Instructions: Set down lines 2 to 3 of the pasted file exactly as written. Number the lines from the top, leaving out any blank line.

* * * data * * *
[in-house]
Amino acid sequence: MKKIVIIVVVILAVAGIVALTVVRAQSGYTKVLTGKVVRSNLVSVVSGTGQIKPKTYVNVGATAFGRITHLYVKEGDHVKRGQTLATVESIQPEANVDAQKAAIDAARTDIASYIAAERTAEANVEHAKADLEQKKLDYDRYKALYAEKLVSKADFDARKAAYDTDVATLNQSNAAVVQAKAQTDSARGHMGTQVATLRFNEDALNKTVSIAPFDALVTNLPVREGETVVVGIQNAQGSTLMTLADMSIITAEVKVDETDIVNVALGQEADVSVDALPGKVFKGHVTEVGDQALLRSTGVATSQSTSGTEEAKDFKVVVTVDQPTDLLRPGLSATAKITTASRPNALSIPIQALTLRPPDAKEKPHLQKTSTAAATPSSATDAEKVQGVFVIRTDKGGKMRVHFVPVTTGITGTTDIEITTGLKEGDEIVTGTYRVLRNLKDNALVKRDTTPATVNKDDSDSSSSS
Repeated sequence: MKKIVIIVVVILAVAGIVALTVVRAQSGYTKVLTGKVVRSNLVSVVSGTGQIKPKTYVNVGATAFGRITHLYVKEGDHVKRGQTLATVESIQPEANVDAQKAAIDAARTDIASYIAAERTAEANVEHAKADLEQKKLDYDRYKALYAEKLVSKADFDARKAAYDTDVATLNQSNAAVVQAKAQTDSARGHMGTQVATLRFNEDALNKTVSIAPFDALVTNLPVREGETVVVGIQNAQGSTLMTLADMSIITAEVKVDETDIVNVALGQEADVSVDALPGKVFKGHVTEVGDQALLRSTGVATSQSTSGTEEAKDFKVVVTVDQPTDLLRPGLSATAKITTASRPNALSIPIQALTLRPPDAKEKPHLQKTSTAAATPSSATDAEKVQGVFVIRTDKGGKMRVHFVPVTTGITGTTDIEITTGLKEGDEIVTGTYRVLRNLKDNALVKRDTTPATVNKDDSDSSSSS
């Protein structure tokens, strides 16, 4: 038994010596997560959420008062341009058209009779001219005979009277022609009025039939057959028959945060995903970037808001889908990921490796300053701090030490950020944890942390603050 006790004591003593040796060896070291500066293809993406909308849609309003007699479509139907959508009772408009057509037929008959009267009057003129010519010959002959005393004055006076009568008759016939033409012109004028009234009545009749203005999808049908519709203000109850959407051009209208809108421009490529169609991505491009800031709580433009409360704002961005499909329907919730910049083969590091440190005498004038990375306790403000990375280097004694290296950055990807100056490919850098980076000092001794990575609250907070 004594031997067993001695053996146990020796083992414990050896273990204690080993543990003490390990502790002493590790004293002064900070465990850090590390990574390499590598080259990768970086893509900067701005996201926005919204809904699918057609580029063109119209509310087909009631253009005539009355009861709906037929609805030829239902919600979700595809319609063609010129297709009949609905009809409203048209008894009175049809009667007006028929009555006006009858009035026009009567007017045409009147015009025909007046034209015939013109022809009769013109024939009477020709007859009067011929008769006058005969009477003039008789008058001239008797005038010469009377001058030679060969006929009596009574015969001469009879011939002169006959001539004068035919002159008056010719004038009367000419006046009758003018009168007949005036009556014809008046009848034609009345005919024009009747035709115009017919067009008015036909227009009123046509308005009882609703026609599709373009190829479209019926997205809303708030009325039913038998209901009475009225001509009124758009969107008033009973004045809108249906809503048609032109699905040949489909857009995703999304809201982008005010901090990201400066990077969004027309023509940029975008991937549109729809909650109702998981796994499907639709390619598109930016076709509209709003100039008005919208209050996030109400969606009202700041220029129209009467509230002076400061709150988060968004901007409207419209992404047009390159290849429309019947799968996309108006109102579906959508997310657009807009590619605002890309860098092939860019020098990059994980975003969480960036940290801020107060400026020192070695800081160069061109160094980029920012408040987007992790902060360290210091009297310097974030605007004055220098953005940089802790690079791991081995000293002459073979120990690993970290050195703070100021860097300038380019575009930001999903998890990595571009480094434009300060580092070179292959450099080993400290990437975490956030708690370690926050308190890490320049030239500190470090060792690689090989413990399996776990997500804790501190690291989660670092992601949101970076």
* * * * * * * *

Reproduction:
Amino acid sequence: MKKIVIIVVVILAVAGIVALTVVRAQSGYTKVLTGKVVRSNLVSVVSGTGQIKPKTYVNVGATAFGRITHLYVKEGDHVKRGQTLATVESIQPEANVDAQKAAIDAARTDIASYIAAERTAEANVEHAKADLEQKKLDYDRYKALYAEKLVSKADFDARKAAYDTDVATLNQSNAAVVQAKAQTDSARGHMGTQVATLRFNEDALNKTVSIAPFDALVTNLPVREGETVVVGIQNAQGSTLMTLADMSIITAEVKVDETDIVNVALGQEADVSVDALPGKVFKGHVTEVGDQALLRSTGVATSQSTSGTEEAKDFKVVVTVDQPTDLLRPGLSATAKITTASRPNALSIPIQALTLRPPDAKEKPHLQKTSTAAATPSSATDAEKVQGVFVIRTDKGGKMRVHFVPVTTGITGTTDIEITTGLKEGDEIVTGTYRVLRNLKDNALVKRDTTPATVNKDDSDSSSSS
Repeated sequence: MKKIVIIVVVILAVAGIVALTVVRAQSGYTKVLTGKVVRSNLVSVVSGTGQIKPKTYVNVGATAFGRITHLYVKEGDHVKRGQTLATVESIQPEANVDAQKAAIDAARTDIASYIAAERTAEANVEHAKADLEQKKLDYDRYKALYAEKLVSKADFDARKAAYDTDVATLNQSNAAVVQAKAQTDSARGHMGTQVATLRFNEDALNKTVSIAPFDALVTNLPVREGETVVVGIQNAQGSTLMTLADMSIITAEVKVDETDIVNVALGQEADVSVDALPGKVFKGHVTEVGDQALLRSTGVATSQSTSGTEEAKDFKVVVTVDQPTDLLRPGLSATAKITTASRPNALSIPIQALTLRPPDAKEKPHLQKTSTAAATPSSATDAEKVQGVFVIRTDKGGKMRVHFVPVTTGITGTTDIEITTGLKEGDEIVTGTYRVLRNLKDNALVKRDTTPATVNKDDSDSSSSS